The Banshees of Inisherin-2022
Director Martin McDonagh
Starring Colin Farrell, Brendan Gleeson, Kerry Condon
Scott’s Review #1,348
Reviewed March 2, 2023
Martin McDonagh, who directs The Banshees of Inisherin (2022), is known for films like In Bruges (2008) and Three Billboards Outside of Ebbing, Missouri (2017). His films usually include dark humor stories of humanity and unpleasantness and require some afterthought to ruminate about the characters’ true nature.
This film stars Colin Farrell and Brendan Gleeson who reunite from their collaboration in In Bruges for another turn playing men dealing with depression and other feelings of loneliness and friendship.
McDonagh is British/Irish so the period and surroundings likely resonate well with him. The gorgeous islands off coastal Ireland are used and key to the story and counterbalance the troubles and tribulations of the characters.
Pádraic (Farrell) and Colm (Gleeson), are lifelong friends and inhabitants of an island off of mainland Ireland. They find themselves embroiled in a feud after Colm one day announces he is ending their friendship. This confuses Pádraic who vows to mend the relationship at all costs.
Their reunion is thwarted by severed fingers, a fire, and the mysterious death of Pádraic’s beloved pet donkey, Jenny.
Mixed into the events are Pádraic’s sister Siobhán (Kerry Condon) and troubled young islander Dominic (Barry Keoghan), who have their problems to face.
The Banshees of Inisherin is slow-paced and cerebral and many questions will be pondered but left unanswered. This will tick off those viewers who prefer a clear conclusion to the characters’ lives.
But, this is a key part of the beauty of the film. Sure, I might have liked one big no-holds-barred argument scene between Pádraic and Colm or more closure in Dominic’s or Siobhán’s stories. Instead, McDonagh challenges the audience to feel perplexed or unsure and use their interpretations.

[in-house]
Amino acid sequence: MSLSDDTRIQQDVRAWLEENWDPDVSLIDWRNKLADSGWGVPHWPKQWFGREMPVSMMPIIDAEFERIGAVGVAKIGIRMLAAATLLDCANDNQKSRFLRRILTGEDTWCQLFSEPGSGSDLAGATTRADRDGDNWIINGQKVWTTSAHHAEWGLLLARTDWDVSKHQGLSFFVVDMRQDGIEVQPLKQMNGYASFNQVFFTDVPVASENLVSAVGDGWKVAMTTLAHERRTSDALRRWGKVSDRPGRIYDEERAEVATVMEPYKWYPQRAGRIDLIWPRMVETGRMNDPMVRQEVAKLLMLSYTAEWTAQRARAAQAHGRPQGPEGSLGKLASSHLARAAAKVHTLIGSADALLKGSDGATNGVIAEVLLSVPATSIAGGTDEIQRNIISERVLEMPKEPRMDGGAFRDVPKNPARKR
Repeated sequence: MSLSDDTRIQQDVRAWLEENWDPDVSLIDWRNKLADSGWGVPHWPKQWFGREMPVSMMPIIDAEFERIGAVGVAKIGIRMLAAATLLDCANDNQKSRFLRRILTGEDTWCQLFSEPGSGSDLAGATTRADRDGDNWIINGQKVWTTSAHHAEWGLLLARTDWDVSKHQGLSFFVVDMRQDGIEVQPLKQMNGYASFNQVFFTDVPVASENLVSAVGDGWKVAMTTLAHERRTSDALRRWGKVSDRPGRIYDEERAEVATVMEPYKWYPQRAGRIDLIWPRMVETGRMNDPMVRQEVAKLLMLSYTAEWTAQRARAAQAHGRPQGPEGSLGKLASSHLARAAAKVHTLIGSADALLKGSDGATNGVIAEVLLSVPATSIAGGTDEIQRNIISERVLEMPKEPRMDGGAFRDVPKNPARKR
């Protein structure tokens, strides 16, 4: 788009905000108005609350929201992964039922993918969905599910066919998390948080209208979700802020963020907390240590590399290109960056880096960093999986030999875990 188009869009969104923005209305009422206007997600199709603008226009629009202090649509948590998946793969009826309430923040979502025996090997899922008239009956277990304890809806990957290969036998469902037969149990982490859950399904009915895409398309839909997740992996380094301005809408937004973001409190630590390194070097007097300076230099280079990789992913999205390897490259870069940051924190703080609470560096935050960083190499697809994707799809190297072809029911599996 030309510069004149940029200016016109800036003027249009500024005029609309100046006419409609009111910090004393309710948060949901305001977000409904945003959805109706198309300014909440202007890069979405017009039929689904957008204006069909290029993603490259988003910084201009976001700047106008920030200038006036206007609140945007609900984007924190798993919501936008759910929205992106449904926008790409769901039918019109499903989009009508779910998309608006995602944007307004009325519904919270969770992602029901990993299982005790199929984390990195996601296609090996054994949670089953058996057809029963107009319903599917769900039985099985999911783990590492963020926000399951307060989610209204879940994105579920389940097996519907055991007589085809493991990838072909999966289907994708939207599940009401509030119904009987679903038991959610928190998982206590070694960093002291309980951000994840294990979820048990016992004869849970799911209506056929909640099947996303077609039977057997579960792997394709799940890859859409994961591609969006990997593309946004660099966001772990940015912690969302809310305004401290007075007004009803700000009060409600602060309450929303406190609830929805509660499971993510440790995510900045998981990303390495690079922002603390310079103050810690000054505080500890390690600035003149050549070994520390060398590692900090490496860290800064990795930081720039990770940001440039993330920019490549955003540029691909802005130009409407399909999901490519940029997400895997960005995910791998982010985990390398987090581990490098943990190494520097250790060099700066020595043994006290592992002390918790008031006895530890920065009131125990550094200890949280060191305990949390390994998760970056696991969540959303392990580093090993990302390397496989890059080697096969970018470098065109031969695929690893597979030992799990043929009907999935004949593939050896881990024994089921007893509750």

For example, I wonder if Dominic was being sexually abused by his policeman father who has a penchant for sitting naked in the living room chair and masturbating.
Or, what does Siobhán leave the island for and will she ever return?
On a separate note, I wonder if McDonagh was influenced by the epic 1970 gem Ryan’s Daughter, directed by David Lean. The flowing Irish landscapes and unpleasant, embittered townspeople have key similarities.
The winning formula is ambiguity. The audience is served terrific acting all around, particularly amongst the four principals (Farrell, Gleeson, Condon, and Keoghan) all of whom were awarded Academy Award nominations.
Each provides subdued performances dripping with contained emotion and complexities buried beneath the surface.
Audiences can draw their conclusions but my takeaways were loneliness, longing for new adventures, depression, and begrudgingly accepting meager existence amid the most lavish countryside one can find.
The 1920s Irish Civil War is the backdrop though those events are not central to the plot.
Since Colm’s desire to create music is a central part of the story the accompanying music is crucial to the film. The use of fiddles is incorporated rather than traditional Irish music except in the sprinkling of pub scenes.
A hearty round of applause is due to McDonagh and company for crafting and performing a thinking man’s film. The comic bits are not syrupy but tragic in their honesty and cadence.
The Banshees of Inisherin (2022) separate cinematic thinkers from passive viewers with a quiet story about the friendship between two men and the layers that exist beneath the surface.
Oscar Nominations: Best Picture, Best Director-Martin McDonagh, Best Actor-Colin Farrell, Best Supporting Actor-Brendan Gleeson, Barry Keoghan, Best Supporting Actress-Kerry Condon, Best Original Screenplay, Best Film Editing, Best Original Score